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The Asthma and Allergy Network works to educate and advocate for families living with allergies and asthma.  Check out their site and peruse the wide variety of resources they have available.  Pick up a copy of Allergy & Asthma Today in your doctor’s office, online, or join AANMA to stay up-to-date on their publications, reference materials, and other related resources.

 
 

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Allergy-Friendly, Actually Helpful Holiday Dinner Gadgets November 23, 2014

The holidays are here!   If you’re still struggling with how to make your holiday meal safe for all of your guests, check out these helpful tools and tips:

 
 

Char-Broil Big Easy – $146.96

If you like the idea of deep-frying a turkey but don’t want to mess with Peanut oil, this oil-less, propane Turkey fryer might be worth a try:

 

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Char-Broil Big Easy Fryer

Buy Char-Broil Big Easy Fryer at Amazon

 

Fry turkeys the safe and healthy way with the Char-Broil The Big Easy Propane Oil-Less Fryer. Since this fryer uses a 16,000 BTU burner, there is no oil to buy, pre-heat or dispose of, making your cooking preparation effortless. Cool-touch handles help protect your hands during operation, and a pull-out grease tray makes cleanup a snap. Cooks up to 16 lb. of turkey, 8 lb. roast, ribs and more.

The Vegetti – $20.55

Buy the Vegetti Pro at Amazon

Have a vegan coming to dinner?  Someone going gluten-free?  The Vegetti takes ordinary vegetables and turns them into good-for-you spiral spaghetti.

 

 

 
 

Buy Mini Chalkboards at Amazon

These would be a perfect way to alert guests of appetizers and dishes that are gluten-free, nut-free, dairy-free, etc.

 
 
Brown Kraft Paper – $10.97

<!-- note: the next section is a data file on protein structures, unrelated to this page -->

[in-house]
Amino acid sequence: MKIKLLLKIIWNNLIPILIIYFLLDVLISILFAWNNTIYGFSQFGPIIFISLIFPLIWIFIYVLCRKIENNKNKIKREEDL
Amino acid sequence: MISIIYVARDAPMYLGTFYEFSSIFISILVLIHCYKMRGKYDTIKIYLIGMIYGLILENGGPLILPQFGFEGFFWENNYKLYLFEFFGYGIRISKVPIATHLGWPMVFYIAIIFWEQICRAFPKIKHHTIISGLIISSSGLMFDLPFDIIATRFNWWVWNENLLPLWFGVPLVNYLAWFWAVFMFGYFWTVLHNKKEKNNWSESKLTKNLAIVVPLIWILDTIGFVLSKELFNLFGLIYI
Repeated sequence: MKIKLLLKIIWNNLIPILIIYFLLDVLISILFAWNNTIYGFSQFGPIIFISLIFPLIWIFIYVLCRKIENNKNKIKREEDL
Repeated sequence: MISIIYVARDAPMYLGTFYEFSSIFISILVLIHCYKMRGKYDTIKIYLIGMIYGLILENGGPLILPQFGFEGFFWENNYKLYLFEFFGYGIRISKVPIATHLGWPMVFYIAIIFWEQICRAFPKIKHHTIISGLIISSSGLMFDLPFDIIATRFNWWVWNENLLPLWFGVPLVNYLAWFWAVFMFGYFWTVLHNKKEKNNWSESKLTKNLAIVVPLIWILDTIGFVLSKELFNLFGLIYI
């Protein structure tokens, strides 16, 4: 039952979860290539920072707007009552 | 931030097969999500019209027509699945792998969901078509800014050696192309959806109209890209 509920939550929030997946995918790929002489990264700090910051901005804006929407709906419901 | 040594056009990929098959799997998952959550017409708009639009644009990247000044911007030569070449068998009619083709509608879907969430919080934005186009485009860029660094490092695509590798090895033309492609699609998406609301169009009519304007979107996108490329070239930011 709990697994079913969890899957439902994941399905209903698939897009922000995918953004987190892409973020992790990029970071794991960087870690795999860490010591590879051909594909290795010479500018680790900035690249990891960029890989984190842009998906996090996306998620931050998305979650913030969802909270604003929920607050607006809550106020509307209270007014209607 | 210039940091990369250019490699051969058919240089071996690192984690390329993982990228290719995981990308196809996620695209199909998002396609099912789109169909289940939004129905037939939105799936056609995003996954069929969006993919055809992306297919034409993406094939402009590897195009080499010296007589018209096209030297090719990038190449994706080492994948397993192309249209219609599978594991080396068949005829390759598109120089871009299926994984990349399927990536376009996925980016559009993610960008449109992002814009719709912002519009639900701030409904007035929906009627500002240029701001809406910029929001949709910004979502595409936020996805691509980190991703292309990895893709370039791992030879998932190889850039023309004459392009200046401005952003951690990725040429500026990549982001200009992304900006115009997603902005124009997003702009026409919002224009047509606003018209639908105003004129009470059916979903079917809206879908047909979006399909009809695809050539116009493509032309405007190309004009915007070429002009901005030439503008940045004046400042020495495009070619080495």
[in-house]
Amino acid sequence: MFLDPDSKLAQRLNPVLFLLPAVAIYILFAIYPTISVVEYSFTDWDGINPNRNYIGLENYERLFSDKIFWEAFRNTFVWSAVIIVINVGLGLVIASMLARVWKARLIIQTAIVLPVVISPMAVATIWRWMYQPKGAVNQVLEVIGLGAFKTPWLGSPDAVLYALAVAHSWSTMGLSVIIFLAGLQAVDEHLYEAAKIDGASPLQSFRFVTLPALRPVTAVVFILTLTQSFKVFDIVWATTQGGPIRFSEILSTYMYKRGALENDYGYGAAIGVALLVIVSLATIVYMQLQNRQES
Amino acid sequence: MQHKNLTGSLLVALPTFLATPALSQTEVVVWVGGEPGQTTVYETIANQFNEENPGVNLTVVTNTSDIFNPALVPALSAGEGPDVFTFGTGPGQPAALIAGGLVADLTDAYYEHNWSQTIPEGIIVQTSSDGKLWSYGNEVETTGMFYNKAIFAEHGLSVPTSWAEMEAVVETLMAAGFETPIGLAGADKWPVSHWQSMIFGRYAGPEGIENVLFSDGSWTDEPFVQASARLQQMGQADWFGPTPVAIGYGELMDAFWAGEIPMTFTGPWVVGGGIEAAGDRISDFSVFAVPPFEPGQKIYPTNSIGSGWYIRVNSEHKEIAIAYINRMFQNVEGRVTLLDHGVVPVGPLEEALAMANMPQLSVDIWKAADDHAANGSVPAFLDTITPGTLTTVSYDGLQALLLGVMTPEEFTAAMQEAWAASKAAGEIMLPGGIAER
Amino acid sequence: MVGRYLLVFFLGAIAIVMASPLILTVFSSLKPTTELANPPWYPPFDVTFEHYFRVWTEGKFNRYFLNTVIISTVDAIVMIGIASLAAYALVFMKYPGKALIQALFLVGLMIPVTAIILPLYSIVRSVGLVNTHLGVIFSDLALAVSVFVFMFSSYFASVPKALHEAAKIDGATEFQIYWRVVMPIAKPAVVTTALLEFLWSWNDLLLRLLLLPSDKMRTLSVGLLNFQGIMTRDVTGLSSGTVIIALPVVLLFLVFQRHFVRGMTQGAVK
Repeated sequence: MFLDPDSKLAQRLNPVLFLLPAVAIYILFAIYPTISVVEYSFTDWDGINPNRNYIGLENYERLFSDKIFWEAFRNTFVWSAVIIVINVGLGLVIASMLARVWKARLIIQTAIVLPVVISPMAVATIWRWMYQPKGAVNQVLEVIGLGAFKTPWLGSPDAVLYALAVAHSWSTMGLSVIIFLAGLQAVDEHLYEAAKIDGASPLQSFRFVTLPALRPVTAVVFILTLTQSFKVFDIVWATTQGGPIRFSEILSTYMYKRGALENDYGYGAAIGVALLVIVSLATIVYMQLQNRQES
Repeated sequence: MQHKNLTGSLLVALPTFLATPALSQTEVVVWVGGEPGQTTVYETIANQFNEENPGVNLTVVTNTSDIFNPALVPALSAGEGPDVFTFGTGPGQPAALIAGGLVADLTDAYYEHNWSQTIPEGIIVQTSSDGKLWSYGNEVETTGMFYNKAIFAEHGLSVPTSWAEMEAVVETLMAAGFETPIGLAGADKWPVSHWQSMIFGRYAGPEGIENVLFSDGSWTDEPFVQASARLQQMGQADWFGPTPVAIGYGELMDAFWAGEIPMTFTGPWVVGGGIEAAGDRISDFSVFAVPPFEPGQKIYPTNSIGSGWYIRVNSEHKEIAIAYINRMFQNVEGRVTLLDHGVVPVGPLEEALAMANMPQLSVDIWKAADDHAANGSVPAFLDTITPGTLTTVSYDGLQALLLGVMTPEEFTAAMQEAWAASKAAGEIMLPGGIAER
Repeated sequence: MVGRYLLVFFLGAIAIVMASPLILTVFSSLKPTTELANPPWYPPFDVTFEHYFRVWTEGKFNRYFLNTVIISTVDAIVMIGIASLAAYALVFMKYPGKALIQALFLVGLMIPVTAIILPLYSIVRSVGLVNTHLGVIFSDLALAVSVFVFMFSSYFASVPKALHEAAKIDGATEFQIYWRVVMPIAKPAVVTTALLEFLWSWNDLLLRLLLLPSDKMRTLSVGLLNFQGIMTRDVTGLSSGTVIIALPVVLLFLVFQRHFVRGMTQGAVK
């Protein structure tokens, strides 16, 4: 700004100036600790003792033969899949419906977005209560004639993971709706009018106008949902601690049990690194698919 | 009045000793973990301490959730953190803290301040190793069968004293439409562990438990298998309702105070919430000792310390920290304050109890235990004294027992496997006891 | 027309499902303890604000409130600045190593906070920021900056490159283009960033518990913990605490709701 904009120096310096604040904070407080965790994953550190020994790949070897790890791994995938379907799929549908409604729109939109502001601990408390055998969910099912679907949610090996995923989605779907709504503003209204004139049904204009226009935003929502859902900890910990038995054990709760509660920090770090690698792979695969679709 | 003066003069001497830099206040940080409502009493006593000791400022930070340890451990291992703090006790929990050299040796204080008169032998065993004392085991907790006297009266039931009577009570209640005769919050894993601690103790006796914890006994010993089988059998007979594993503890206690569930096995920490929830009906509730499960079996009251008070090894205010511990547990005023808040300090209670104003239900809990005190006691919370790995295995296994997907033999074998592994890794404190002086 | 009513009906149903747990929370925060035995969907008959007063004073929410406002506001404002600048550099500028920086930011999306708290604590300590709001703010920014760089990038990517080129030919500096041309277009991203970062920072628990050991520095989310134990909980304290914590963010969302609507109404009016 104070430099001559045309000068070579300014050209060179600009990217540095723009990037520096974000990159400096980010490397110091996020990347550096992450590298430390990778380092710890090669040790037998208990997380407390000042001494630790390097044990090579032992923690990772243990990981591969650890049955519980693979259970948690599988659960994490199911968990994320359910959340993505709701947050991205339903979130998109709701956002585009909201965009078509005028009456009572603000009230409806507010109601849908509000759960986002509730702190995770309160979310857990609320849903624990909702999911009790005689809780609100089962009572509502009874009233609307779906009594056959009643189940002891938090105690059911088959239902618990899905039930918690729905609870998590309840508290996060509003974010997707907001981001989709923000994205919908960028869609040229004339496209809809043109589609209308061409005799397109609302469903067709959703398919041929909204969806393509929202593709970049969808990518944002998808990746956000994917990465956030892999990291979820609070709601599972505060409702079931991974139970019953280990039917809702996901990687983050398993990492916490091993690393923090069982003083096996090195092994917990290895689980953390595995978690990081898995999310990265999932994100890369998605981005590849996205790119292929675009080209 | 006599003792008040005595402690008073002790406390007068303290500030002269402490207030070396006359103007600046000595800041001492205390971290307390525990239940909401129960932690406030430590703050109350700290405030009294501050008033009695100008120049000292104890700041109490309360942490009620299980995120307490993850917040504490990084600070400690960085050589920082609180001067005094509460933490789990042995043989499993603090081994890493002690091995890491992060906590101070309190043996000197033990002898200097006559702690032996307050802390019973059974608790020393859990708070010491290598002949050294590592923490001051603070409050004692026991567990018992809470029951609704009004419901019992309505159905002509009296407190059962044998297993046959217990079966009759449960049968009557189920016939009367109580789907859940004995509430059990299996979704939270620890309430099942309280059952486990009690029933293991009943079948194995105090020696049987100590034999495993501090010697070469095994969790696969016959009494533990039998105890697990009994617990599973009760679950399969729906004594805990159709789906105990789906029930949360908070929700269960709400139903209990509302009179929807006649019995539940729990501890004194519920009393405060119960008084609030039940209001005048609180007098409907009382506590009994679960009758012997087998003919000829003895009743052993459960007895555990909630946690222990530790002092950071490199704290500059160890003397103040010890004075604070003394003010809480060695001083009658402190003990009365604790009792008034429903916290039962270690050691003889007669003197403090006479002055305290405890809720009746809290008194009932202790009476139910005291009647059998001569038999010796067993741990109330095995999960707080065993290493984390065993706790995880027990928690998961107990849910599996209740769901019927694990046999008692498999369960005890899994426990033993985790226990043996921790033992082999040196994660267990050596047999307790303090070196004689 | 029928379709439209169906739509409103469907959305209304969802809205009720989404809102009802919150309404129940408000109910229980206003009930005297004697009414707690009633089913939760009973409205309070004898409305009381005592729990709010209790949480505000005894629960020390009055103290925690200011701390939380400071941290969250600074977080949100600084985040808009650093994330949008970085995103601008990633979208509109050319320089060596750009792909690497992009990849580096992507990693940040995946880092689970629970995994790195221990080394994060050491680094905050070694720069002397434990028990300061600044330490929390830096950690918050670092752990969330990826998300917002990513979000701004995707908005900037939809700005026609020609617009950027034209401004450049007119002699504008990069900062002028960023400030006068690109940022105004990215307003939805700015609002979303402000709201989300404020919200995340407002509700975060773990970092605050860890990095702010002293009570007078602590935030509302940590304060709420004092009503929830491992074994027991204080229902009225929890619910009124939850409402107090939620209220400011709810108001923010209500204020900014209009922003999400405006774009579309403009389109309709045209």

Kraft paper is so great – there are so many clever uses! My favorite – no surprise – is to use the paper as a runner or tablecloth and label all the dishes right on the paper tablecloth!  I also love the idea of displaying the menu/main recipes as decoration (and, for those with food allergies, important information).  And, of course, the most fun way to use kraft paper?  Place crayons in small tin buckets and let the guests doodle away!

 

Kraft Paper - brown roll tablecloth

Buy Kraft Paper Rolls at Amazon – these are heavy, definitely have it delivered!

 

 
 

There’s still time to grab one or all of these items! You and your guests will use them again and again!

(Thank you in advance! A portion of the proceeds of the affiliate links go toward AllergyStrong.org – an organization aimed at helping at risk families with food allergies.)

 

Holiday Talk: Hosting a Guest With Food Allergies November 17, 2014

Holidays are filled with memorable family gatherings.  And, as warmly anticipated as most of them are, if you are hosting a guest with food allergies it can bring up some anxiety.  How will you make your guest feel included while keeping them safe?  What does it mean to be a good host to someone with food allergies?  How far will you need to stray from your familiar recipes to make the meal safe for sharing?

 

Never fear!  As a parent of a food allergic child, I can tell you there are a few simple steps you can take that will alleviate your anxiety and win over your guests:

 

1.  Have a conversation with the food allergic family.

  • Find out what the allergies are so you can do your best to substitute or exclude them from recipes.
  • Ask them what their biggest challenges are when it comes to the type of meal your serving, whether that be Thanksgiving, breakfast, desserts, etc…
  • Discuss cross-contamination in relationship to cutting boards, baking dishes.  Most of the time, a simple cleaning either in the sink or dishwasher suffices, but it’s important to talk to the food allergic family as everyone’s food allergy triggers are a little different.